Monday, May 30, 2016

Consciousness, Breath and the Perceptions of Experience

It takes great restraint to contain oneself to the boundaries of just this present moment.  The mind rebels and fights to reach backwards and forwards in time.  It’s so funny how that works.  It takes some understanding of the mind to know that it prefers to be anywhere else but here in the present.  It also takes a great deal of awareness to understand when the mind is leaving the present and weaving its way back and forth into former and potentially alternative future realities.  We are just wired for safety and security seeking.  In a world as crazy as ours with humans at a full spectrum of development and also, lets be realistic, seeming lack of development who seem to plunge helplessly into the darker parts of existence, it is difficult not to worry or move ahead, compare to the experience and see where we are and if we can feel safe.

But what is feeling safe?  How do we know if that is real?  How do we know that not being safe is real?  One could argue that whatever is perceived is the only reality there is but is that sufficient enough an argument to make it true in terms of the totality of reality?  I don’t think we can say that with certainty and yet at the same time, I fully understand how it is that we just cannot ignore the perceptions of our experience.  It just seems so very real.  But then, I cannot help but ask, “Why are we wired like this?”  You see, I believe that we are perfectly designed to our tasks and that it is quite possible that we misunderstand just how big of a game we are participating in.  How do we know what is real, what is perception, what has been horribly skewed through the filters of our own psychology and what stands independent with 100 percent certainty?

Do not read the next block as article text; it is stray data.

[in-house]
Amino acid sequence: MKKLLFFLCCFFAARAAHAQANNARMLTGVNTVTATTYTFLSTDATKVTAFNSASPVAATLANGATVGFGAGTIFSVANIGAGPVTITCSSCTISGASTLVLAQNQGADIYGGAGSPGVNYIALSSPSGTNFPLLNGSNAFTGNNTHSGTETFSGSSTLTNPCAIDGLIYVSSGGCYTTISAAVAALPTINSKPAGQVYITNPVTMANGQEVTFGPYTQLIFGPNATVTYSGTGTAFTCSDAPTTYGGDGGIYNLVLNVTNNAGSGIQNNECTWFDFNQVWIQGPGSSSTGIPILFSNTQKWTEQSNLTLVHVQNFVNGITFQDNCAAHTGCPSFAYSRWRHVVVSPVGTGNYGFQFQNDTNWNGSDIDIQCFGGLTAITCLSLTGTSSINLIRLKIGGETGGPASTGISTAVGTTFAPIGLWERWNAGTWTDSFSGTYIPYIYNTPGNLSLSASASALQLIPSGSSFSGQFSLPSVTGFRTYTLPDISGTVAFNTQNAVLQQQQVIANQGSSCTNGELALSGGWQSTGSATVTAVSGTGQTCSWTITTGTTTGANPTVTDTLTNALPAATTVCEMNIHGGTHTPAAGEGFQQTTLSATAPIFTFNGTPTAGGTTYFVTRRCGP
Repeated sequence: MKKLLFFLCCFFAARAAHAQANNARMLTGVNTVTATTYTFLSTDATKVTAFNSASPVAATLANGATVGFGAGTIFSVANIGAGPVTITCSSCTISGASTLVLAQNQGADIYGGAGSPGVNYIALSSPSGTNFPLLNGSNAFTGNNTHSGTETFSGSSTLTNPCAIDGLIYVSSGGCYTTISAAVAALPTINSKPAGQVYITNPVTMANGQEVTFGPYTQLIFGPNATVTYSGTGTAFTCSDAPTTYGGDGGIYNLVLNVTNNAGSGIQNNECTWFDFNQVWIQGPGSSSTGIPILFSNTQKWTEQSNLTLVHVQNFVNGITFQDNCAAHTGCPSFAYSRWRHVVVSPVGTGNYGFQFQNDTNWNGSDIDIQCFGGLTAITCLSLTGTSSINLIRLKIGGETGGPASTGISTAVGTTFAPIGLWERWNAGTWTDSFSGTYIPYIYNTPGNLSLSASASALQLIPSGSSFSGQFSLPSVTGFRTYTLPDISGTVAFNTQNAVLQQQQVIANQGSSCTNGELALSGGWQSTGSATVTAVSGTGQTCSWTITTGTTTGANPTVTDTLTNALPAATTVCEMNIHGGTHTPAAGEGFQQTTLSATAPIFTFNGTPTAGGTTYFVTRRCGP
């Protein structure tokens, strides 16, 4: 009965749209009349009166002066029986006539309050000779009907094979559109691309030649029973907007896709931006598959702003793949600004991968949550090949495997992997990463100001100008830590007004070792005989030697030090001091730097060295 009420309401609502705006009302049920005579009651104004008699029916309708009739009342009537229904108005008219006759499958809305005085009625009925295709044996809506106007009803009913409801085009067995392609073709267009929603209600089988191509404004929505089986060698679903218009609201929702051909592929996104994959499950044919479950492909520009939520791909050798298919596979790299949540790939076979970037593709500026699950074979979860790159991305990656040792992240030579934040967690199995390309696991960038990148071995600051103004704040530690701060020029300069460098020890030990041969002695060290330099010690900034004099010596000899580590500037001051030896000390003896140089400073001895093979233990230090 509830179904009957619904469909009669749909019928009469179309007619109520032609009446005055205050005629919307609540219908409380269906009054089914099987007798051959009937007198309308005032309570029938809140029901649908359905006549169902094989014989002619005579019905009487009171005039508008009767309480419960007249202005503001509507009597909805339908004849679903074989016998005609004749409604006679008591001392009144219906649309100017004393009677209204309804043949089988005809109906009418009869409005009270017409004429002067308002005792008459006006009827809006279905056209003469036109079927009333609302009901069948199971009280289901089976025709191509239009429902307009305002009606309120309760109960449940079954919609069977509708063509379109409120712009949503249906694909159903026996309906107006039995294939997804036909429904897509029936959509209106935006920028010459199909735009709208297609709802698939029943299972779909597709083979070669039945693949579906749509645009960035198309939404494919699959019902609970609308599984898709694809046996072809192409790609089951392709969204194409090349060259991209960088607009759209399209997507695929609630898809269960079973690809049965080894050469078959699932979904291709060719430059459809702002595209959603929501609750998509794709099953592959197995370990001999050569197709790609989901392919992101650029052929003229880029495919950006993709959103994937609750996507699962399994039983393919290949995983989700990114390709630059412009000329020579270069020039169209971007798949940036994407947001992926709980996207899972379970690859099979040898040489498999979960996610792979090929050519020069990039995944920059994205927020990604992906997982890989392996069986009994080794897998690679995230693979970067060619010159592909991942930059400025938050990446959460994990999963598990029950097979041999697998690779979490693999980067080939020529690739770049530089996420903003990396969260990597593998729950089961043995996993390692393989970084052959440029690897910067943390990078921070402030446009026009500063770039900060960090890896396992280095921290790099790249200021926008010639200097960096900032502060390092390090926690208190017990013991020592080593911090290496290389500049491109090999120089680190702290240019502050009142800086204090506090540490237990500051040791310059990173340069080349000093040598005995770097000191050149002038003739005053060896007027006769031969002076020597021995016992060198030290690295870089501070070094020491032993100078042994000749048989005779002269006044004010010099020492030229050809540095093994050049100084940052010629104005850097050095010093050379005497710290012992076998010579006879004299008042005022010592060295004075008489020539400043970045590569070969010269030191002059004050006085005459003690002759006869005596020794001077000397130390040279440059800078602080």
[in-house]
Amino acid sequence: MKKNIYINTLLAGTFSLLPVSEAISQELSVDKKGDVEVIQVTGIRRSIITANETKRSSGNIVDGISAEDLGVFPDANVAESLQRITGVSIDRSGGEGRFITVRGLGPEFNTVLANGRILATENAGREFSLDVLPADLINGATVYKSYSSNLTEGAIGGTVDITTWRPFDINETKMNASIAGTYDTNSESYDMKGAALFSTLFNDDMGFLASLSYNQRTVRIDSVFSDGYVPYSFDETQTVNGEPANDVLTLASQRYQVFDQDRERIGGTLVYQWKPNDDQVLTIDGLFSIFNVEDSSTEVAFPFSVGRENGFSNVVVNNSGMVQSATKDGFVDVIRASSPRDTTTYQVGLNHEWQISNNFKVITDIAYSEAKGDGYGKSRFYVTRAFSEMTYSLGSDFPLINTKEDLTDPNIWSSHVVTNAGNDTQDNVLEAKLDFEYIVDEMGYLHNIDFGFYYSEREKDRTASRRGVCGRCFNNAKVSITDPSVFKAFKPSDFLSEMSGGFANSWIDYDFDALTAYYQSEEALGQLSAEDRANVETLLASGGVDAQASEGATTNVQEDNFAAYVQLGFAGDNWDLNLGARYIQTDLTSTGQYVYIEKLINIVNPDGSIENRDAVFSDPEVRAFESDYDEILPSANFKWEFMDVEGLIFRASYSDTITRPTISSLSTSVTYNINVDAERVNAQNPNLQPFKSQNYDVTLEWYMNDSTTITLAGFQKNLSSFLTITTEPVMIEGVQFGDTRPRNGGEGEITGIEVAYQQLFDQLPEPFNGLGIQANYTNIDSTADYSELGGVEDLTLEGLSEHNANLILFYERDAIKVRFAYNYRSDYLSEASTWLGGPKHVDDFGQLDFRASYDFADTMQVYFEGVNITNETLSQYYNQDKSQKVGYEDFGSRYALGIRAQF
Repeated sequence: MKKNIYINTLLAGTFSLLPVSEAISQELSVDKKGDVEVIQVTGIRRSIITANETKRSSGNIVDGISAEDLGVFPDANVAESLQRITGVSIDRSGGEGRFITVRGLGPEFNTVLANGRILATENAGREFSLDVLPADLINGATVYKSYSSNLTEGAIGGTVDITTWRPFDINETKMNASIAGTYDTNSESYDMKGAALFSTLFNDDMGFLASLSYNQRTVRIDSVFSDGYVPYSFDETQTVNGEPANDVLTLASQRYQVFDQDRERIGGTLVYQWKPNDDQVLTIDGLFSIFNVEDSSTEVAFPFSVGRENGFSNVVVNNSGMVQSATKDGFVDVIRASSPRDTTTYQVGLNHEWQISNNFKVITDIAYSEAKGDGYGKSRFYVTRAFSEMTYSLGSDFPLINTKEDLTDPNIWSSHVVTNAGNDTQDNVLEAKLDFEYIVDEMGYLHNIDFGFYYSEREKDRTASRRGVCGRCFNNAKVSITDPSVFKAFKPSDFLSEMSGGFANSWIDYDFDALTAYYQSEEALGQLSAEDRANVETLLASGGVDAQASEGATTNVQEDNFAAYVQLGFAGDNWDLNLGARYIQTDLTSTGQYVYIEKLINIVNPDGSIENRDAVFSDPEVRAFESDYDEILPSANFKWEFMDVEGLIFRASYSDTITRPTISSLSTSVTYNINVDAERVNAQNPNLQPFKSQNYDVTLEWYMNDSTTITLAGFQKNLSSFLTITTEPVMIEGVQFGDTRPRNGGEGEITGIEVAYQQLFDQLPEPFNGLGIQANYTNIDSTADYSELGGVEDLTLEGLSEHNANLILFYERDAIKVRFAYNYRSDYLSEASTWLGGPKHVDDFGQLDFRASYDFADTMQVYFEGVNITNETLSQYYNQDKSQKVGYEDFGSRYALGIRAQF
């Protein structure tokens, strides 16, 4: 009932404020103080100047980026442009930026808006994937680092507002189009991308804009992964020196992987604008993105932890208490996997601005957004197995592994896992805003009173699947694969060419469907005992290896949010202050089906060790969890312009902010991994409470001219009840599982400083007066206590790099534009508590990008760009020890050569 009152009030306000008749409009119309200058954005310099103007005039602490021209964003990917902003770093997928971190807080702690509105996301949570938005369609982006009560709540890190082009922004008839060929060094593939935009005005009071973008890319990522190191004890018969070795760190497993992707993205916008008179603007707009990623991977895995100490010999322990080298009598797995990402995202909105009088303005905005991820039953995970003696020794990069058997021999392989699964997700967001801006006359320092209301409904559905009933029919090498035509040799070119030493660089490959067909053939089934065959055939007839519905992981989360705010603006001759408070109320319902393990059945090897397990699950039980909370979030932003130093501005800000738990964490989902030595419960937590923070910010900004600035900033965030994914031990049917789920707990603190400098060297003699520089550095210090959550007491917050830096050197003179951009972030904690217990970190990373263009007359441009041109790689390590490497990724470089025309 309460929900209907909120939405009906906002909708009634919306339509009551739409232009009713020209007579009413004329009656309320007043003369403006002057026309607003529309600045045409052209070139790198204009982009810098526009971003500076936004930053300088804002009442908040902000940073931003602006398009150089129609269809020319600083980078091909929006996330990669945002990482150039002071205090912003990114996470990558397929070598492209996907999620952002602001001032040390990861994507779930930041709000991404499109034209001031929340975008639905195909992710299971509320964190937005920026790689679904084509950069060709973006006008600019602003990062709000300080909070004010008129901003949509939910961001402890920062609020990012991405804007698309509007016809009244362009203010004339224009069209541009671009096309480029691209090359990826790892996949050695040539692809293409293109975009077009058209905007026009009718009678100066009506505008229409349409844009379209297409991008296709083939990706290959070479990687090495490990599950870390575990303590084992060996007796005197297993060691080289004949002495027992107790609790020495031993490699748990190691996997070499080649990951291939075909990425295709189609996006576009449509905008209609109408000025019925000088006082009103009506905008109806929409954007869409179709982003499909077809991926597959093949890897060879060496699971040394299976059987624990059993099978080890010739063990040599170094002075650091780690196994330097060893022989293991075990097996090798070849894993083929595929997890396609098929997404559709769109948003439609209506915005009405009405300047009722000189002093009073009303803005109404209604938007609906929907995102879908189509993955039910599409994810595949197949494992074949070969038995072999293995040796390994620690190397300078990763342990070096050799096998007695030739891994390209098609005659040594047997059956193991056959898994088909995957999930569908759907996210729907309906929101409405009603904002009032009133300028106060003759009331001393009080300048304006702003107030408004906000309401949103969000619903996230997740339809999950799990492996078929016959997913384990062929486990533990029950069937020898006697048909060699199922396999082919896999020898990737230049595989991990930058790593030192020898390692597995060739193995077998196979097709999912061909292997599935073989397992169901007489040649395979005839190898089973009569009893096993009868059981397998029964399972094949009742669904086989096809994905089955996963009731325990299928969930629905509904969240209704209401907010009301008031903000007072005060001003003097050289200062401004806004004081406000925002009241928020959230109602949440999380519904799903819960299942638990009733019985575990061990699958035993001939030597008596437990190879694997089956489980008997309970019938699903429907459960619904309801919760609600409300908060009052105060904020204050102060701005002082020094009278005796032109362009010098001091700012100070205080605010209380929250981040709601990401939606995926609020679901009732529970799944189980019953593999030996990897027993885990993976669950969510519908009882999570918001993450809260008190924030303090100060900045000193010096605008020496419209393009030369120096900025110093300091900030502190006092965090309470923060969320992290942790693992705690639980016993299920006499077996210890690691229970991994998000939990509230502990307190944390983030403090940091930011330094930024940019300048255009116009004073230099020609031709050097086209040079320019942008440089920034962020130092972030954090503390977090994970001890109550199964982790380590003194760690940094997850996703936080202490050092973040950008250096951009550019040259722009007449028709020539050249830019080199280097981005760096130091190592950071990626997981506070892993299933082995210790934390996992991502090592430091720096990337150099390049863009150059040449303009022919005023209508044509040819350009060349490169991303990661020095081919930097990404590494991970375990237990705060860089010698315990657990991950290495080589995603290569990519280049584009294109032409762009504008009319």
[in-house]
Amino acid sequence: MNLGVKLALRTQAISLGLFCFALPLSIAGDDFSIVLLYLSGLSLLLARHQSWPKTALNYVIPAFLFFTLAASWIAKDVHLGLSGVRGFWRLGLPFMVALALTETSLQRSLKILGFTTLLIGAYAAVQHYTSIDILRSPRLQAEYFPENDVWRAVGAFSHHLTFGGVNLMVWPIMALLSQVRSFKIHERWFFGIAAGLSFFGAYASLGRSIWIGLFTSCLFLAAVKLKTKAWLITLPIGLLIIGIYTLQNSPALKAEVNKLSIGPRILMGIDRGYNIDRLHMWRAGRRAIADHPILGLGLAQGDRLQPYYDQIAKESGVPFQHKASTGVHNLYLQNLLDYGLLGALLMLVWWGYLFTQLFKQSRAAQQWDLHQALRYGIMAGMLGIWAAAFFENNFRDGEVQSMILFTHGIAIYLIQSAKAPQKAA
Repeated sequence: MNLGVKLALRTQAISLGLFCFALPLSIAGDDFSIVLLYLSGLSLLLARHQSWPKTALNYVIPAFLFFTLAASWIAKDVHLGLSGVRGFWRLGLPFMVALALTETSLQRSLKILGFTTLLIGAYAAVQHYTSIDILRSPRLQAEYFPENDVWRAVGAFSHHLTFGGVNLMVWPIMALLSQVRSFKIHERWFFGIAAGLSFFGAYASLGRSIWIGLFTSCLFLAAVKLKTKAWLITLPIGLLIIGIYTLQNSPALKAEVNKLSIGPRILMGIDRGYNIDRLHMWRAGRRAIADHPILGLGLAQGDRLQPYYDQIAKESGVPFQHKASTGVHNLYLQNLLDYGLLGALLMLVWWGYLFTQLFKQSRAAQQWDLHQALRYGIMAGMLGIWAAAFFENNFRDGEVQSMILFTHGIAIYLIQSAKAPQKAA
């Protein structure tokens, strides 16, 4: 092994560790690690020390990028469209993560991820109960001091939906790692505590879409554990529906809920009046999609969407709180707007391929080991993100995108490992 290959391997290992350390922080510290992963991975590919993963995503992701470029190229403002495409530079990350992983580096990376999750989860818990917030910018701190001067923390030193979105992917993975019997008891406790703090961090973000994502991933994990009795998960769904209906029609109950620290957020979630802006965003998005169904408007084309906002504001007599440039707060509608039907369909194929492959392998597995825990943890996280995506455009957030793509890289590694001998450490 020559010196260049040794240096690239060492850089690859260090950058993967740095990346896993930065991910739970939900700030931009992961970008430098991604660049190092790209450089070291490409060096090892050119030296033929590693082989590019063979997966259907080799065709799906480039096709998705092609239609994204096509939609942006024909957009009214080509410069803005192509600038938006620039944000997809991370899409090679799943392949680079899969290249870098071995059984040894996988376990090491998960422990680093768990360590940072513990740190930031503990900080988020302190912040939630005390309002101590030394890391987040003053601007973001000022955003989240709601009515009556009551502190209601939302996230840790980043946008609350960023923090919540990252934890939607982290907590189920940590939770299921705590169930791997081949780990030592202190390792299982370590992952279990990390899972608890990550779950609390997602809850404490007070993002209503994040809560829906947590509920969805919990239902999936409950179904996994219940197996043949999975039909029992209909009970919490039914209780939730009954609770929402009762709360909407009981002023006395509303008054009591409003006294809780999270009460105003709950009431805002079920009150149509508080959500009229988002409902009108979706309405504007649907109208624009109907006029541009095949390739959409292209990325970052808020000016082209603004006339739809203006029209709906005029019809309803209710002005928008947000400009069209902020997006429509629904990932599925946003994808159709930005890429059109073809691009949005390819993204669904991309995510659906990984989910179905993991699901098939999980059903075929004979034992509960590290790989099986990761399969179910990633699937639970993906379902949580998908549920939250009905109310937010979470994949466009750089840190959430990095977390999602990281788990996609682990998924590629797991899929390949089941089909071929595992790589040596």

The theories are abundant, vastly different and some so very similar.  I’ve read them, taken them in, tried them on to see how they feel and every time the only thing I can say with 100 percent certainty is “that may be possible.”  I’m not so naïve as to proclaim that the reality I see is real because I perceive it because I know that is not necessarily true.  And, I know that isn’t necessarily true because I understand the unreliability of perception.  One tiny example from among a million might be the application of something very cold to the skin that gives the perception of burning.  But burning in our common understanding requires heat.  There is no heat in icy cold. There is, however, sensation and there are certain hot and cold sensations that occur at such a degree that they seem similar but in reality they are not.  You can take two individuals and put them on a city street.  One person may thrive in the moment feeling the exciting energy of city life, the hustle and bustle of their present surrounds exclaiming they love the city and its splendor.  Another soul may take in the very same scene and proclaim it horrendously noisy, dirty, crowded and energy draining.  Who would be right?  If perception can be considered the truth then one must deal with the idea that one person’s perception over anothers is correct and the rest of us are faulty and wrong incapable of the right perception.  How many arguments would we put to rest of everyone understood that perception was unique to the perceiver and to argue over it with another who perceives is a ridiculous waste of energy?